Specialized 2FO Cliplite Gen 2: A Perfect Blend of Hike and Bike [Review]

The Specialized 2FO Cliplite mountain bike shoe has a stiff sole with a flexible toe.
That crease line on the toe break is where the flex happens.

Sound the alarm! Someone just wrote the word “hike” into the title of a mountain bike shoe review. In all seriousness, it’s a good thing. The previous Specialized 2FO built up faithful fanfare for good reason. The shoes were light, durable, appeased many different sects of mountain bikers, and looked rather inoffensive. As we know times change and so do products. Specialized revamped the 2FO Cliplite at the end of last year. Are they going to be as popular as the last version? It’s hard to say.

Specialized 2FO Cliplite features and construction

Changes this year to the shoe include an upgrade to the Boa Li2 dials. The Li2 profile has been slimmed down so it’s not as knobby and it twists both forward and backward. A reverse turn loosens the fit a notch so you don’t have to pop the dial out and retighten it. Otherwise, the Boa Li2 works familiarly as before.

The upper shoe is “welded” to the lower, and combined with the new Boas, Specialized says this offers a more comfortable fit. Specialized used their SlipNot FG sole, which is a fancy brand term that means the bottom is sticky and “bounceless in any condition.” A Lollipop nylon shank is meant to keep the sole stiff and efficient under power while leaving the toe and heel flexible.

The new 2FO Cliplites weigh 424g per shoe, which is 50-60g heavier than the previous model, and they retail for $200 a pair at Specialized.

On the trail

The previous generation of Specialized 2FO Cliplites was, I believe, my first pair of clipless shoes after I transitioned from flats. They lasted me a long time until they got phased out by multiple rounds of shoe testing. To put these shoes through the full gamut, you’d have to wait for a review a year or two after we got our hands on a pair, and of course, many people want to know what the new 2FOs are like a little sooner.

I started riding with these shoes early this spring on my local trails and jaunts down to more arid terrain in search of dry singletrack. Immediately, the fit reminded me of my old 2FOs. The shoes are still on the narrow side but do feel slightly wider. Initially, I thought they might be too small, but going up a size would have meant too much room in the toes. After a few rides, they have opened up a bit and feel fairly natural, although I still wouldn’t mind more room.

The heel cup is snug and keeps my heel from rising out of the shoe. Overall, the fit feels great and I like that the aesthetics are simpler than the previous model which looked like a pudgy XC shoe. In green, these almost remind me of an alligator with its tapered snout.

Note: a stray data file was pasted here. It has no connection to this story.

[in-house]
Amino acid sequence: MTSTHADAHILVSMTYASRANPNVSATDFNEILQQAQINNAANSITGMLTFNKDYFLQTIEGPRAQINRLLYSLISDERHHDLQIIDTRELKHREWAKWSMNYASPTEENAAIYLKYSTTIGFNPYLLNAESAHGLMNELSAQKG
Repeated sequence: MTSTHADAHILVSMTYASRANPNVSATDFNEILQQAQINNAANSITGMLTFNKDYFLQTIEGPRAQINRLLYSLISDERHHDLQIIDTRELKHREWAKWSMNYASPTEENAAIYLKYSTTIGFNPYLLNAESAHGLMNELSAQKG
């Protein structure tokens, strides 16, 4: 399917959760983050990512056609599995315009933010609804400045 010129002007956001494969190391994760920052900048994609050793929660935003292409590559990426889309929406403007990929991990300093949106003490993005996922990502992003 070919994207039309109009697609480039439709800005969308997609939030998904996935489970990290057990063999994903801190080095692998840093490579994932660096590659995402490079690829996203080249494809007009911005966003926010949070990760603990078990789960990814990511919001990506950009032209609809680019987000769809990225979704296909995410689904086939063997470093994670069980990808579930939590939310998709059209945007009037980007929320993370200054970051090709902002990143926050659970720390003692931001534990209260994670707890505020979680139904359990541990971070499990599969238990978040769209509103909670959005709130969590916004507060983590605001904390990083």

My one complaint about fit, and this is echoed in the consumer reviews on the Specialized page, is that tongue and corners of the upper feel a little harsh against the top of the foot, and apparently for some more than others. It’s something I have noticed as an annoyance but I wouldn’t say this has ruined my ride or my day. It may be worth trying these out in a bike shop rather than online to see if it may be an issue for you.

Under power, the 2FOs feel like a strong shoe. They are not XC stiff, but work well for long trail rides. One of the cool things about the shoe is how it balances this mid-shoe stiffness, with flex in the heel and the toe. Rather than altering your foot’s movement during a hiking section, the 2FO lets you bend your toes naturally to claw up a steep trail and the SlipNot pattern finds grip in loose and dusty dirt. The flex alone in the toe helps mitigate aches and hot spots that can occur while hauling your bike uphill on foot.

Pros and cons of the Specialized 2FO Cliplite V2


  • Improved looks
  • Stiff for pedaling, enough flex for walking
  • Better Boas


  • Top of tongue can be uncomfortable
  • May be too narrow for some

Closing thoughts

Thus far, the Specialized 2FOs have proven a solid revision. With a stiff sole, but flexible toe, the shoes balance pedaling and walking very well which should mitigate a lot of comfort issues for riders. Some might find comfort issues where the tongue meets the foot though. This hasn’t been a deal-breaker for me, but it is a little disappointing, especially because everything else on the shoe has been a hit. I’d recommend heading into a bike shop to confirm that it won’t be an issue for you.

Otherwise, the revised Specialized 2FO Cliplite moves into a better appearance and still feels as durable and well-rounded as the previous version.

Related articles

  1. Chillin' Rides in the 2FO Roost Clipless MTB Shoes From Specialized [Review]
  2. Five Ten Trailcross Pro Clip-in MTB Shoe Review
  3. Tested: Ride Concepts' First Clipless Shoe, The Women's Traverse [Review]
  4. Five Ten Hellcat Pro Shoe Review: What's Different?